A culture built on hacks doesn’t have much time for institutions or circumstances that are simply un-hackable in the long term. Thus you can find without much intensive searching a handful or more of articles per week revealing the (usually counter-intuitive) secret to hacking marriage: the latest trend, featuring a near constant stream of iterations in various publications, is polyamory.
It isn’t that the concept is new (from tacit understandings about mistresses to bell-bottomed ‘key parties’, philandering has always had an array of raiment to dress it up) or that the concept itself is any more salacious than the next that encourages the ongoing rumination on it, but rather that the idea of a solution to the problem of marriage is always tantalizing, especially when snap-fingers simple. Just do this, the usual marriage-secret article goes, and you’ll be happy, which is how you know your marriage is succeeding.
Thus, much of public discourse on marriage is devoted to figuring out what hacks can be applied to stave off dissatisfaction and ultimately divorce. Aiming to obviate marital discord (as much as policy can) seems wise to me; on the other hand, the notion that dissatisfaction’s natural conclusion is divorce seems to reveal a serious problem in how we conceive of marriage culturally. Should we imagine marriage to be an arrangement wherein personal satisfaction is the goal, or is it more intelligible theologically and socially to imagine marriage as its own project, something transformative and worthy of our service in its own right?
I agree with Stanley Hauerwas that the latter approach is the wiser one. According to Hauerwas, defining marriage as a tool for either the expression of a particular sentiment or the maintenance of it is, given the vicissitudes of satisfaction, a recipe for disaster:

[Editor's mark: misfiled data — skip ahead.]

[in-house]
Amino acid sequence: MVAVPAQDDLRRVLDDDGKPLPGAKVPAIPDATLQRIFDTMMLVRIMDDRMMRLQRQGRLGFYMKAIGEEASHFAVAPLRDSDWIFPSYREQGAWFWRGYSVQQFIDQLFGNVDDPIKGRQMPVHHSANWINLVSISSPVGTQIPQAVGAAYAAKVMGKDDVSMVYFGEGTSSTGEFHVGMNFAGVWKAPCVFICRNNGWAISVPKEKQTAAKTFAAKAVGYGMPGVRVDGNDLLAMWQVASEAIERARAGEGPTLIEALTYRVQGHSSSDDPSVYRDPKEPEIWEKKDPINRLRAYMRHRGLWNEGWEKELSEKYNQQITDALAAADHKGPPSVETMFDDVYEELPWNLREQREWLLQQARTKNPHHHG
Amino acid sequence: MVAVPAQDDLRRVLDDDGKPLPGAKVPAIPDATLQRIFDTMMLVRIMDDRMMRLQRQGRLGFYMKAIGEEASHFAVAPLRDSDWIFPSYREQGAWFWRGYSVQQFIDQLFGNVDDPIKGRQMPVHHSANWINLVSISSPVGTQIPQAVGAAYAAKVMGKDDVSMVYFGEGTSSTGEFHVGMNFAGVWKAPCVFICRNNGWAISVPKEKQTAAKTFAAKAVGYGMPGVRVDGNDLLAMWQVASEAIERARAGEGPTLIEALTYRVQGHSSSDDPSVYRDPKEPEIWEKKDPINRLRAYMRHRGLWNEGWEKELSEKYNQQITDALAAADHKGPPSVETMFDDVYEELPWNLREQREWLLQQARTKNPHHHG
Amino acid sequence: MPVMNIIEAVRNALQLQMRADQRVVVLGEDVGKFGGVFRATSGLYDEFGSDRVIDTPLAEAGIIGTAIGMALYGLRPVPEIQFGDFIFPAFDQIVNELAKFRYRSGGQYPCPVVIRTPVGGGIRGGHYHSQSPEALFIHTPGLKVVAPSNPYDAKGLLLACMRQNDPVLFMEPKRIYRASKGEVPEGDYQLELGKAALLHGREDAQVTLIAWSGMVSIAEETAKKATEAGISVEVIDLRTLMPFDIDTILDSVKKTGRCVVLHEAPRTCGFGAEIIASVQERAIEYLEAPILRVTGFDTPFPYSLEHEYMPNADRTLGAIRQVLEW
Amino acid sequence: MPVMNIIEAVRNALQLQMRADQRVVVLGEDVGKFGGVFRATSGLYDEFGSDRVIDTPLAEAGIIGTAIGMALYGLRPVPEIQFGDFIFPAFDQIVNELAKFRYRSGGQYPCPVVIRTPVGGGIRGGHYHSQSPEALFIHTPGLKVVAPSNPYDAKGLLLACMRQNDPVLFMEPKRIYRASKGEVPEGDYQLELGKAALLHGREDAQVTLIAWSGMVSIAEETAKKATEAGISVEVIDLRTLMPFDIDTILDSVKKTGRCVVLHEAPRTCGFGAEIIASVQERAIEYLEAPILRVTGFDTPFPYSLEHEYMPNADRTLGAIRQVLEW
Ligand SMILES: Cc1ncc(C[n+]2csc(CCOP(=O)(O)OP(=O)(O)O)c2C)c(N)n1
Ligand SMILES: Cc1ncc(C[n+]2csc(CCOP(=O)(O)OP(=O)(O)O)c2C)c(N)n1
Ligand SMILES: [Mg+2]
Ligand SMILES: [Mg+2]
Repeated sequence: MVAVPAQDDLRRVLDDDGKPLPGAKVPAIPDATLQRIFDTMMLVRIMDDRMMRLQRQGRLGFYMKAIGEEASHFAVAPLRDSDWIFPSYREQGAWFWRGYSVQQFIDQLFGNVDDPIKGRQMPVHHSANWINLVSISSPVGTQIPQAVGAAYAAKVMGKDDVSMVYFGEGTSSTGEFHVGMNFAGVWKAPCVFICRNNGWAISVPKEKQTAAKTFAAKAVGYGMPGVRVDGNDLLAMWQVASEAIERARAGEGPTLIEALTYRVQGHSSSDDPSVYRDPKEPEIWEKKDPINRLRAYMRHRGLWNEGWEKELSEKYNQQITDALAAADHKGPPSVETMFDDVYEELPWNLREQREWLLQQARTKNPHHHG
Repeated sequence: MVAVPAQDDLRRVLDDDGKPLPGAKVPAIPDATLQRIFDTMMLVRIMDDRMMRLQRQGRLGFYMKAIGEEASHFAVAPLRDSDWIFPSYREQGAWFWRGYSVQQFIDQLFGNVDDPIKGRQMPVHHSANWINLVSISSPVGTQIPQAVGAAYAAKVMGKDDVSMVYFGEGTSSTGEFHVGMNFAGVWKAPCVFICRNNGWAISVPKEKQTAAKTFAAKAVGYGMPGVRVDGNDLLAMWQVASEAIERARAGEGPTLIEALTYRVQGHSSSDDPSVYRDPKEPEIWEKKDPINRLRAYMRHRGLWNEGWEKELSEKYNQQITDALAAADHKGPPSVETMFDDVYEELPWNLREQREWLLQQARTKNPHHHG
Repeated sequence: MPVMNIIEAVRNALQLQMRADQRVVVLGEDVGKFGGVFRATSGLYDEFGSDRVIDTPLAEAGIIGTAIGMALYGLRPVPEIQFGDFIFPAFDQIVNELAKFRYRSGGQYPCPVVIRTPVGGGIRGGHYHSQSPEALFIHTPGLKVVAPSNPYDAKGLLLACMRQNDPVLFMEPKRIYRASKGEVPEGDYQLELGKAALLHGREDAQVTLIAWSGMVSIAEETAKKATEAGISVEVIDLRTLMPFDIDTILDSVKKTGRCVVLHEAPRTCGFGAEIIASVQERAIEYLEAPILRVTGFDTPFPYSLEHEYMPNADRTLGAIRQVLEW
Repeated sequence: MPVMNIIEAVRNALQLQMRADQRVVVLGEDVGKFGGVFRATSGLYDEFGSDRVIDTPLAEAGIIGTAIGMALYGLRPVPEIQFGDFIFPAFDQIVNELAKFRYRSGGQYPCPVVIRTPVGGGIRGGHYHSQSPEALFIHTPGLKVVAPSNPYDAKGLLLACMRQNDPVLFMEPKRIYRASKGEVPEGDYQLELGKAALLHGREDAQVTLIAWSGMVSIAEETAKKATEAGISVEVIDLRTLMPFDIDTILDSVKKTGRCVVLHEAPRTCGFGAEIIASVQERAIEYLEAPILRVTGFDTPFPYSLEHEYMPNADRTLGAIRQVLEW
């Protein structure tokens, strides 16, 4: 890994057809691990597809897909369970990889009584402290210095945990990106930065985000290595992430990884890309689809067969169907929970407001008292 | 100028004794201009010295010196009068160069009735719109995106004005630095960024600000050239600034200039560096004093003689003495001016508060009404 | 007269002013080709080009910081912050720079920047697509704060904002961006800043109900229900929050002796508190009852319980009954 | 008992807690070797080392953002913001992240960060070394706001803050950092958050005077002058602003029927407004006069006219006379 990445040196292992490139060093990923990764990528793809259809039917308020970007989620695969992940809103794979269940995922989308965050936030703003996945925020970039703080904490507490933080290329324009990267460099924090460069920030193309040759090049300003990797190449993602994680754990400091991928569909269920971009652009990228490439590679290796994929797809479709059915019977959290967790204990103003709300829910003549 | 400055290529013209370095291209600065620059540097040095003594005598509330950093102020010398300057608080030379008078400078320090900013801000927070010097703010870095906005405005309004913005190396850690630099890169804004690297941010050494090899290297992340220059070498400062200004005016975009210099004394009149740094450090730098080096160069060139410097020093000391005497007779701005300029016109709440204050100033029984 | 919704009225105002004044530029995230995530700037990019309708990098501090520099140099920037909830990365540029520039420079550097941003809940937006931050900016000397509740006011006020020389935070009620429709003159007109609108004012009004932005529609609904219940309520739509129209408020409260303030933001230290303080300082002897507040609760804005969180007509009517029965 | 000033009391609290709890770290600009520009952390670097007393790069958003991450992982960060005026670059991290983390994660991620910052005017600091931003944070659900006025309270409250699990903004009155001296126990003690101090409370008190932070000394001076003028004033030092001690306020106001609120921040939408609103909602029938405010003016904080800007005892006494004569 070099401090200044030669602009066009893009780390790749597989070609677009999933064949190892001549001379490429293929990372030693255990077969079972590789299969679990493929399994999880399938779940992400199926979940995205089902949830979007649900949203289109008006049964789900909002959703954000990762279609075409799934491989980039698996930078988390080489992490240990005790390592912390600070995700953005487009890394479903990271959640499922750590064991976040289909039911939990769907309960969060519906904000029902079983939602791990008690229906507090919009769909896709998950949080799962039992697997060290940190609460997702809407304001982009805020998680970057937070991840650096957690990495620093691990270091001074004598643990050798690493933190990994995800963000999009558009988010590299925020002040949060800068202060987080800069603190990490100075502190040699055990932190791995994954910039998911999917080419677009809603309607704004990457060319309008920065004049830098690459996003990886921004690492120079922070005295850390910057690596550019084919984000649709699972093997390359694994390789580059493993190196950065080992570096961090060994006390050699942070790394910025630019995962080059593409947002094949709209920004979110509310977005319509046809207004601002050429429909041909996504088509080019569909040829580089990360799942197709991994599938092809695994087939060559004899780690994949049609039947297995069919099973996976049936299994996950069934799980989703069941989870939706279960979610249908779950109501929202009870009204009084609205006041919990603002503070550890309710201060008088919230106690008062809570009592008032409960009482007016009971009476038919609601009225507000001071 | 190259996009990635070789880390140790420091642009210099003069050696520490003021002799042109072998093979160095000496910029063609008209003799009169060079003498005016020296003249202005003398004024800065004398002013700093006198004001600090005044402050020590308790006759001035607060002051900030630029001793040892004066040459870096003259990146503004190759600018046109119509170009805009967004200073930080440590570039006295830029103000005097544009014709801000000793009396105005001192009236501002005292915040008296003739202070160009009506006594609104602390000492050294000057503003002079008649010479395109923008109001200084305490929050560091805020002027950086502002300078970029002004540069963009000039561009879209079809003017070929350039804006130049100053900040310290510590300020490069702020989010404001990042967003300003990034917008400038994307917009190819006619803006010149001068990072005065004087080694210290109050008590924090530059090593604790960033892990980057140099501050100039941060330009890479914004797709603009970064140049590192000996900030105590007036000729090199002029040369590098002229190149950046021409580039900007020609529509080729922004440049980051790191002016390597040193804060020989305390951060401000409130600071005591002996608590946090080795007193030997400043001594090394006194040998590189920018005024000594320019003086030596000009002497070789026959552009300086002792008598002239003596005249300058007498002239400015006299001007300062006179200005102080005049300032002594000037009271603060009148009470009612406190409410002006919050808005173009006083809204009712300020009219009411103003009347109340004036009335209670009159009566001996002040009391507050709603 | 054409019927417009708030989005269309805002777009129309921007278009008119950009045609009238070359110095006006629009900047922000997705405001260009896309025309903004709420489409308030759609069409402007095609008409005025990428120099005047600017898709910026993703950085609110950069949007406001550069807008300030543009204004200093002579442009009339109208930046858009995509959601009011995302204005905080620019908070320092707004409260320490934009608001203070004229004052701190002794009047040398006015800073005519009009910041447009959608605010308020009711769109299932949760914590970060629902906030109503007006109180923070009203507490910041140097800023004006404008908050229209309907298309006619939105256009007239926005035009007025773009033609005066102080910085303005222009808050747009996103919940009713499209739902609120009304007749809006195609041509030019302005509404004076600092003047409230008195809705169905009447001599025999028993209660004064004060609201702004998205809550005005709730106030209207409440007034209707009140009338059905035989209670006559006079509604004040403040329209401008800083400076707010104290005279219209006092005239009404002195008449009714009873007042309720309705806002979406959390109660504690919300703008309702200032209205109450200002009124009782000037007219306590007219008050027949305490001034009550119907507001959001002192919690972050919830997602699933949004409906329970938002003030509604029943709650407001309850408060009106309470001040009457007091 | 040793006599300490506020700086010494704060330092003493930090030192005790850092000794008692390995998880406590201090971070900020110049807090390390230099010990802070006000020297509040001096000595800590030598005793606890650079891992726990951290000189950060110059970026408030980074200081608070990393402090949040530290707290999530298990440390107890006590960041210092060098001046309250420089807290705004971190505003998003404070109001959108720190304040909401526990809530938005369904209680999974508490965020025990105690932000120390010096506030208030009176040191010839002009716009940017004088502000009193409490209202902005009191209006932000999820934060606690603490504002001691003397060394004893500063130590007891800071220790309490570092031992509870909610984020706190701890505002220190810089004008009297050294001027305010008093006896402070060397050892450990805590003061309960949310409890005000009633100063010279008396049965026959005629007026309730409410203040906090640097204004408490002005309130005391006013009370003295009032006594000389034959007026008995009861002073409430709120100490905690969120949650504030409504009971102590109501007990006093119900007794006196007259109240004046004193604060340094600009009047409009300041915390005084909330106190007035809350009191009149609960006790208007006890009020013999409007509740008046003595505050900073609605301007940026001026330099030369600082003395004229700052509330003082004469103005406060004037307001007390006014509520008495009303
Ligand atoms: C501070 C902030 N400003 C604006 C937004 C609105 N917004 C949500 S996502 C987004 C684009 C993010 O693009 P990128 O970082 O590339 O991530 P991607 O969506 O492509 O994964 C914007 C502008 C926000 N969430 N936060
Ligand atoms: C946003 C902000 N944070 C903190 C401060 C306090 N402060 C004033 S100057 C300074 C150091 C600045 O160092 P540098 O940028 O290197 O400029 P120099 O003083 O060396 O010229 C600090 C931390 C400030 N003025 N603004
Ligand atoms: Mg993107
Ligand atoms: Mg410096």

We assume a couple falls in love and come to the church to have their love publicly acknowledged. One problem with this romantic view is that it tends to the presumption that if the love that was initially present in the relationship is no longer present, the marriage no longer exists. Romantic accounts of marriage simply cannot comprehend the church’s view that marriage names the time created through a faithful promise that makes possible the discovery of love.
In other words, the view of marriage that imagines quick-fixes to be solutions to prevent the dissolution of the marriage already mistake the nature of the institution. In the view Hauerwas calls the ‘romantic’ view, marriage obtains insofar as love does because it is only ever a declaration of love; the deluge of media mediating on how to restore affection, satisfaction, or interest to a marriage is evidence of this sense of divorce as the inevitable outcome of weakened sentiments.
Yet, all these projects intend to manipulate marriage to better serve one’s own purposes, while, as Hauerwas points out, marriage is better thought of as a purpose to be served, in which the long story of love unfolds. And though the utter saturation of pop theories on how to rig the perfect marriage may suggest otherwise, evidence on the foundations of lasting, happy marriages actually supports the more orthodox view.